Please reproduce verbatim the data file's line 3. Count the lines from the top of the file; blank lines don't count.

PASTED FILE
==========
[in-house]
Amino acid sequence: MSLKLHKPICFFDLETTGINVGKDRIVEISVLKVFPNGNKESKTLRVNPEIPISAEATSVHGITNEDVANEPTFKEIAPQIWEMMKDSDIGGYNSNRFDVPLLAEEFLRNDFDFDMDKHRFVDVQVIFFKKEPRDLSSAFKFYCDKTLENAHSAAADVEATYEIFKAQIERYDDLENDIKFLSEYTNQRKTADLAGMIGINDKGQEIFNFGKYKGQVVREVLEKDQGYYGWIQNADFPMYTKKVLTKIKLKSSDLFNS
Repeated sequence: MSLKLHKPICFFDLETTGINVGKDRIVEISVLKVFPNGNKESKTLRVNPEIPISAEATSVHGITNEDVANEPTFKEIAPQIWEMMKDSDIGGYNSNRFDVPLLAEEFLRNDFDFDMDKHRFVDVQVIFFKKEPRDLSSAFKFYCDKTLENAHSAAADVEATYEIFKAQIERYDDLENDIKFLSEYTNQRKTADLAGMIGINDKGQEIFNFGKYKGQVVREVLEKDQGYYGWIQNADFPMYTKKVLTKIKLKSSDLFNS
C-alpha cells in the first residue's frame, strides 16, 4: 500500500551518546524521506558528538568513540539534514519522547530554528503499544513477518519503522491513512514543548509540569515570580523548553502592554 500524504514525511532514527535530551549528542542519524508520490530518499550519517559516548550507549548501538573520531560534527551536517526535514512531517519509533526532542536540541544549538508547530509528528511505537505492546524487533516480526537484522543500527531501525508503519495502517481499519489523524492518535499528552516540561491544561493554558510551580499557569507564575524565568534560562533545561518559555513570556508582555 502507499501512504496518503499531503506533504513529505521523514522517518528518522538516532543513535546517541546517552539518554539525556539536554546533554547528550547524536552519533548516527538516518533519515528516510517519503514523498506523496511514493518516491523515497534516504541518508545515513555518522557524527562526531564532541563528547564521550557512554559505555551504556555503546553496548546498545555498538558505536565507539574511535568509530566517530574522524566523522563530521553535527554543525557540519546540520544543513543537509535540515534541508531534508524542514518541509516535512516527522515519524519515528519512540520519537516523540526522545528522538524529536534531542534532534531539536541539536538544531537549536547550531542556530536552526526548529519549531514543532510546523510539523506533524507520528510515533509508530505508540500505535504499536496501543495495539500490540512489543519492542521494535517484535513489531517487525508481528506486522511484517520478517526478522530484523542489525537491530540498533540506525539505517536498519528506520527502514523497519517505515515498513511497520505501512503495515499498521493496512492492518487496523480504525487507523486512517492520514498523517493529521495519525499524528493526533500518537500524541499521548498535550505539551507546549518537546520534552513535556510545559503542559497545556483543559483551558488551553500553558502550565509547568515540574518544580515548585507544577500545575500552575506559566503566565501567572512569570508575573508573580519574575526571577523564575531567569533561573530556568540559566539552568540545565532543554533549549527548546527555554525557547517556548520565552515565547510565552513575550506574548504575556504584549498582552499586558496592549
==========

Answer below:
Repeated sequence: MSLKLHKPICFFDLETTGINVGKDRIVEISVLKVFPNGNKESKTLRVNPEIPISAEATSVHGITNEDVANEPTFKEIAPQIWEMMKDSDIGGYNSNRFDVPLLAEEFLRNDFDFDMDKHRFVDVQVIFFKKEPRDLSSAFKFYCDKTLENAHSAAADVEATYEIFKAQIERYDDLENDIKFLSEYTNQRKTADLAGMIGINDKGQEIFNFGKYKGQVVREVLEKDQGYYGWIQNADFPMYTKKVLTKIKLKSSDLFNS